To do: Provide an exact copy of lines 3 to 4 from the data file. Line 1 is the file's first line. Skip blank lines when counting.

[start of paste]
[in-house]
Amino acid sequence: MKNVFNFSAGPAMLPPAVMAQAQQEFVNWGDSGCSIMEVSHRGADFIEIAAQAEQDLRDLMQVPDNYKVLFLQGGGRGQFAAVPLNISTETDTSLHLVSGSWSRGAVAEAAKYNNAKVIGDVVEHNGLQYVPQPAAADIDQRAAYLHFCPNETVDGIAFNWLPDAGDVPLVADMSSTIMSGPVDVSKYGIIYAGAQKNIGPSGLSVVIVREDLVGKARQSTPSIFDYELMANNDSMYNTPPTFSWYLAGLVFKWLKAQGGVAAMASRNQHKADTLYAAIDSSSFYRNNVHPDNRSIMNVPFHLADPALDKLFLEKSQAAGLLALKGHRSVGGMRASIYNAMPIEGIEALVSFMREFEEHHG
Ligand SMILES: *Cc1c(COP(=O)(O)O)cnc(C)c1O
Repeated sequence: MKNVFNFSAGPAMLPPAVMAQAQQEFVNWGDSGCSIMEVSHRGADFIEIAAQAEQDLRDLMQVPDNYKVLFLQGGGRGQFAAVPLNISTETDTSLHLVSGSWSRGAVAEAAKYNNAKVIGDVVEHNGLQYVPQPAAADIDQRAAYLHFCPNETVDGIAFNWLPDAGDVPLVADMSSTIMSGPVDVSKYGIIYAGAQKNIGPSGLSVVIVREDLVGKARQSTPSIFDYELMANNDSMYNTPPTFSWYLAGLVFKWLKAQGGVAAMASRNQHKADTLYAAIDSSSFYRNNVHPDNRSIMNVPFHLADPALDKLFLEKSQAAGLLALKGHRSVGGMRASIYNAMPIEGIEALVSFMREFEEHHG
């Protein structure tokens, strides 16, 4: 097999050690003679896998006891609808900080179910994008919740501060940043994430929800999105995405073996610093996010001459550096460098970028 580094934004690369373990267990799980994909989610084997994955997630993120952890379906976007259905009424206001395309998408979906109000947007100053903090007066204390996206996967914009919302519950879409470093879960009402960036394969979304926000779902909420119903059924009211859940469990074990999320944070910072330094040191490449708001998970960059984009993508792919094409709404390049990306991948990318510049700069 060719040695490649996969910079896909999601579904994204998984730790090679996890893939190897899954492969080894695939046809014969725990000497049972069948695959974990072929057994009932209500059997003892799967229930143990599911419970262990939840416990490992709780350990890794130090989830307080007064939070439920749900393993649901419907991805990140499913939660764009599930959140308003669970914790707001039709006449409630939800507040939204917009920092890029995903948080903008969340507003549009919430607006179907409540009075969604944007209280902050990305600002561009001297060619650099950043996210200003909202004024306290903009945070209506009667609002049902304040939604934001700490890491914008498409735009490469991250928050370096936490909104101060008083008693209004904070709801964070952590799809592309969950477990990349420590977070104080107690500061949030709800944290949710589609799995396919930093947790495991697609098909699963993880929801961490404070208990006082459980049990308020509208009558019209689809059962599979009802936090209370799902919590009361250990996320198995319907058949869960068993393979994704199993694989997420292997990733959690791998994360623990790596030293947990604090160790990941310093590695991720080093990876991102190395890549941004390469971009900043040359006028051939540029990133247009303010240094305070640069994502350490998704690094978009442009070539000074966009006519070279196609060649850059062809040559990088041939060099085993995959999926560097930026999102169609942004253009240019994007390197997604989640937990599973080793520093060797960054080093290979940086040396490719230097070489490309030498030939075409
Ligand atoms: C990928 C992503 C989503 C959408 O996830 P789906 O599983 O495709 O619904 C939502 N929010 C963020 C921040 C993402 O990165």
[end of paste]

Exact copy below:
Ligand SMILES: *Cc1c(COP(=O)(O)O)cnc(C)c1O
Repeated sequence: MKNVFNFSAGPAMLPPAVMAQAQQEFVNWGDSGCSIMEVSHRGADFIEIAAQAEQDLRDLMQVPDNYKVLFLQGGGRGQFAAVPLNISTETDTSLHLVSGSWSRGAVAEAAKYNNAKVIGDVVEHNGLQYVPQPAAADIDQRAAYLHFCPNETVDGIAFNWLPDAGDVPLVADMSSTIMSGPVDVSKYGIIYAGAQKNIGPSGLSVVIVREDLVGKARQSTPSIFDYELMANNDSMYNTPPTFSWYLAGLVFKWLKAQGGVAAMASRNQHKADTLYAAIDSSSFYRNNVHPDNRSIMNVPFHLADPALDKLFLEKSQAAGLLALKGHRSVGGMRASIYNAMPIEGIEALVSFMREFEEHHG